CaptinLip and LewisMurphy - please actually read the article! you'll see this statement pretty clearly written.

"it’s not a new invention, and it’s in use by a number of other manufacturers, but KTM were one of the very first to introduce it to mainstream production use, pre-dating the other big manufacturer to currently use it: Trek.:
  • 4 2
 I don't understand why have KTM went to Single Pivot(Faux Bar) this year, because so far they have used the Four Bar design. And as far as I know, next year the Specialized FSR patent will be gone, so then KTM will go back to Four Bar?
  • 3 3
 specialized will probably, as always, renew its patent...look how many company use the fsr system, do u really think specialized will just let it go?
  • 7 0
 Im pretty sure you can't renew patents. They last 20 years after the initial filing and then that's it.
  • 3 0
 It takes a special act of Congress to renew an existing patent, so most patent holders must make the most of the standard 20 years. (I didn't write this)
  • 3 9
flag dfiler (Aug 7, 2012 at 8:13) (Below Threshold)
 Yeah, i'm baffled by these expensive carbon bikes that use inferior suspension design. If i'm spending that much on a bike, it has to have better axle path and suspension/brake interaction than a primitive single pivot.
  • 6 1
 Inferior wheel path? In my opinion, the Specialized suffers from one of the worst wheel path: Vertical to forward. Single pivots are on of the best designs for wheel path: an arc that can be rearward for majority of the travel. Just look at nearly any moto on the market. They're all single pivots with a linkage driven shock. And look at some of the best bikes on the market still today, Zerode, Flatline, Commencal, GT, TR450, etc. They're all linkage driven single-pivots. Now most of these are still going to suffer more than the FSR in braking, but as far as wheel path, aka picking up more speed, I'm much rather take any other bike than an FSR. Now with that being said, IMHO, Dual Link suspension designs are superior to all.
  • 5 1
 Yeah, every design has it's pros and cons. But in my opinion FSR is just more hyped than it is actually better than Single Pivot.

Wheel path > braking problems
  • 4 0
 I love my single pivot Tomac Snyper but I trail tested a Stumpjumper EVO with FSR and it was so much faster. I credit the FSR. The geometry surely helped as well...
  • 3 0
 Specialized's patent only holds water in the 'States, and you can't get a KTM here. So, either one has nothing to do with the other, or KTM is looking at bringing product to the USA and is covering their ass.
  • 7 1
 Quoting from wikipedia... "Under current U.S. law, the term of patent is 20 years from the earliest claimed filing date (which can be extended via Patent Term Adjustment and Patent Term Extension). For applications filed before June 8, 1995, the term is either 17 years from the issue date or 20 years from the earliest claimed domestic priority date, whichever is longer."

The Specialized FSR patent numbers as they're listed on specialized frames are 5,509,679 , 5,678,837 , and 5,899,480. You can look them up if you want to read specific descriptions on the USPTO.GOV website. The first one relates to the original 4-bar FSR that had the shock mounted behind the seattube and was granted on April 23, 1996 and its earliest filing date is Jan 1992 since it was a continuation of previous patent applications, which were abandoned as the claims contained within evolved. 20 years from the earliest filing date would have had it expired already so the 17 years from issue date is the one that matters, which means it expires on April 23, 2013. The second patent number is described as a continuation of the 679 patent in its description of claims, and covers 4-bar designs where the shock is NOT attached to the seat tube. It was filed for April 16, 1996 and granted October 21, 1997. The third patent number is listed as a continuation of the 837 patent and expands the language further as to what Horst Leitner claimed was being invented. The third was filed for June 23, 1997 and granted on May 4, 1999.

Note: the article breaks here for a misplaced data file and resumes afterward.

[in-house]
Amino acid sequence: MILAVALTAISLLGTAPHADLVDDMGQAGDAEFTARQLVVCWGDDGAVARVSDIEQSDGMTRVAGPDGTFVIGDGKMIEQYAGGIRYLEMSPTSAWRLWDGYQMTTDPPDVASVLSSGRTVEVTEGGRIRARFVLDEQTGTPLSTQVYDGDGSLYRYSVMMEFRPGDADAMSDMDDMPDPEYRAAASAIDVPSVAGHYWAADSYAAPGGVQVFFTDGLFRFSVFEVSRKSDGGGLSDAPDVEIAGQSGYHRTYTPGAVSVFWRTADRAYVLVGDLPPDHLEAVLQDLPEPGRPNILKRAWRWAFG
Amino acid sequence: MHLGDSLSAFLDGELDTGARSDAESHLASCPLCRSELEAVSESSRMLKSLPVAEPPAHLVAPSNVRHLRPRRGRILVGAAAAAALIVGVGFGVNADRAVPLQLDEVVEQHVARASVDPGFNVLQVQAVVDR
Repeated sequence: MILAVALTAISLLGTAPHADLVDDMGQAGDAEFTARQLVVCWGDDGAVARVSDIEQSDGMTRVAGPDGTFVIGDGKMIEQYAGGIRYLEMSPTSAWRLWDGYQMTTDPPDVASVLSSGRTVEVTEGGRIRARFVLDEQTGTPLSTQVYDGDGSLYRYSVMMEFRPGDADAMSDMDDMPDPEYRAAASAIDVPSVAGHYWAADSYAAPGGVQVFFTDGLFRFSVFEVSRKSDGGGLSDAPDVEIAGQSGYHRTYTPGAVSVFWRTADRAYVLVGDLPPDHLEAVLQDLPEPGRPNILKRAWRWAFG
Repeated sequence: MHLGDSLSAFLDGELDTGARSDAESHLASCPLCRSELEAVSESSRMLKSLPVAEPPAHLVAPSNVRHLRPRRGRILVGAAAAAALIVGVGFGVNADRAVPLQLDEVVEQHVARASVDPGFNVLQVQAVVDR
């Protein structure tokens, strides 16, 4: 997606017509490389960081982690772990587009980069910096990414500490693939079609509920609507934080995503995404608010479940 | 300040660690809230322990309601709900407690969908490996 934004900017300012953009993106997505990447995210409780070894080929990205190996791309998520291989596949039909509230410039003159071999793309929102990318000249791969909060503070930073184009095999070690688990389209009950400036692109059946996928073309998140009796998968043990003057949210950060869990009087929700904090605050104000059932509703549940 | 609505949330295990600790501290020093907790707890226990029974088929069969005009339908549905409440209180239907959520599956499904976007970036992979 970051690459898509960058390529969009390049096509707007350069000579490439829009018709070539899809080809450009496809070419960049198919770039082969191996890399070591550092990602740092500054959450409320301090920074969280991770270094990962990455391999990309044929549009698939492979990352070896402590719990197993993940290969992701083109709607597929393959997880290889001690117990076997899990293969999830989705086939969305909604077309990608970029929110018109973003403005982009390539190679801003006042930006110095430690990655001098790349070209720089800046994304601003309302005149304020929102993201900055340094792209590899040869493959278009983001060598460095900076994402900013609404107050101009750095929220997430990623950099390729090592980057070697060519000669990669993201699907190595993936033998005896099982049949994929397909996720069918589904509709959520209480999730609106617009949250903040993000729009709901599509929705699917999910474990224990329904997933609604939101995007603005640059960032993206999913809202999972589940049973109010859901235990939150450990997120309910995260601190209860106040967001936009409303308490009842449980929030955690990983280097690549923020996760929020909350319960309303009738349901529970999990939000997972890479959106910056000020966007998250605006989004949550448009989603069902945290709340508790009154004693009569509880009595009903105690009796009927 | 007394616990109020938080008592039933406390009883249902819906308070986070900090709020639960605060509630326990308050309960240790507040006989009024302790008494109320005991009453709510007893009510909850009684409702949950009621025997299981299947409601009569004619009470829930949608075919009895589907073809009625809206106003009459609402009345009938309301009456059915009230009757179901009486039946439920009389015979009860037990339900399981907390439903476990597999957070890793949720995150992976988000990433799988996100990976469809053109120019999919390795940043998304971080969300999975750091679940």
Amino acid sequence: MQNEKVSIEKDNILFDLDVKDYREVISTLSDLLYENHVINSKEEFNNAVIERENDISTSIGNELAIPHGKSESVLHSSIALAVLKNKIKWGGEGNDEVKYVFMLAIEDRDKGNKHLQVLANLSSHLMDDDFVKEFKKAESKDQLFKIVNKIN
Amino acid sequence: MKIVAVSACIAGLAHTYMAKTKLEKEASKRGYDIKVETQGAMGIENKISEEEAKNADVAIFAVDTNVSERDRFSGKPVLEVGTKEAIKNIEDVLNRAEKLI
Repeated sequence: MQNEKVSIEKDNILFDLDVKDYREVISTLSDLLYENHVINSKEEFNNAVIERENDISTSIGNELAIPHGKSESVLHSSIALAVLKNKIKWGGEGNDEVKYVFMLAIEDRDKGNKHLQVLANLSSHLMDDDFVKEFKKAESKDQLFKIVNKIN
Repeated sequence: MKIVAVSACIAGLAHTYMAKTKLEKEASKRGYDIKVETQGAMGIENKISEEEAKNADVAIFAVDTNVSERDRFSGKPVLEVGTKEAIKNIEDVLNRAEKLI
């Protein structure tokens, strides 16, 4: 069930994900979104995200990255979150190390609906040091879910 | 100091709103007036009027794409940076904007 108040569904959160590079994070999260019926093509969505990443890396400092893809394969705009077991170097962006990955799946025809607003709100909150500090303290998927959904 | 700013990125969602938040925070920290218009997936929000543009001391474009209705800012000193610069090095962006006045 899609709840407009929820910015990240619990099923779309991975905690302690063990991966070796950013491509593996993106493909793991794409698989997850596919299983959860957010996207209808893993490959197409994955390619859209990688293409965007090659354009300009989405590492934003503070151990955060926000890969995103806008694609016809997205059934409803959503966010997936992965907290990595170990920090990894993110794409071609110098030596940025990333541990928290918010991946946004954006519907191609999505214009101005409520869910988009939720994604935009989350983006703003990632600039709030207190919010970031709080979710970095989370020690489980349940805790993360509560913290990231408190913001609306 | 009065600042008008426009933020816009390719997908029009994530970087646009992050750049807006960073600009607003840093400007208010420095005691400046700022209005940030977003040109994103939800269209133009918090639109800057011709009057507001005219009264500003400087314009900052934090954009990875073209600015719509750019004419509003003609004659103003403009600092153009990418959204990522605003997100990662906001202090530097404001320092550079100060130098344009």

Now to why KTM would employ a seatstay pivot when the FSR patents are going to be expiring in sequence in the next few years is either because they want to move into the US market NOW and don't want to work out a license agreement with specialized or because its easier to design a stiff rear end when not employing a horst-link layout.
  • 2 0
 Incidently, the 679 patent is still owned by Horst Leitner's company (the assigned name is 89908, Inc. in Laguna Beach, CA, which is where HL is from and where Amp-Research was located). If you search the patent lists for that assignee name, you'll see other patents from HL related to hydraulic vehicle steps and pickup bed extenders.... which is what HL got into and prompted selling the bike patents he did.... there's more money to be made being a supplier of car/truck accessories to the big automakers than in producing bicycle frames. the 837 patent doesn't show who its assigned to currently. The 480 patent is assigned to Specialized.